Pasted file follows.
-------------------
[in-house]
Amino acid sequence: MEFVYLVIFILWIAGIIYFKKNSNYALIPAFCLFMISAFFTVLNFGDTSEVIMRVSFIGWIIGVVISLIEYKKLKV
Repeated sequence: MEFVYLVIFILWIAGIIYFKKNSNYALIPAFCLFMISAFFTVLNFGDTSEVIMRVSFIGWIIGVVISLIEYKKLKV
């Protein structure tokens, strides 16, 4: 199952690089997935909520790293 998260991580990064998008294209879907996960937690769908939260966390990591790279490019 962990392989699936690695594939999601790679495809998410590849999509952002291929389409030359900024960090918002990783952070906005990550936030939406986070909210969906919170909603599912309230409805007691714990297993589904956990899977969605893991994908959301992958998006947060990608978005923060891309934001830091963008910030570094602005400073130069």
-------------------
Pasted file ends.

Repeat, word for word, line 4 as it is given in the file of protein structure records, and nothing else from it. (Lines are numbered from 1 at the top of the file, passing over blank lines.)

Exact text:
């Protein structure tokens, strides 16, 4: 199952690089997935909520790293 998260991580990064998008294209879907996960937690769908939260966390990591790279490019 962990392989699936690695594939999601790679495809998410590849999509952002291929389409030359900024960090918002990783952070906005990550936030939406986070909210969906919170909603599912309230409805007691714990297993589904956990899977969605893991994908959301992958998006947060990608978005923060891309934001830091963008910030570094602005400073130069």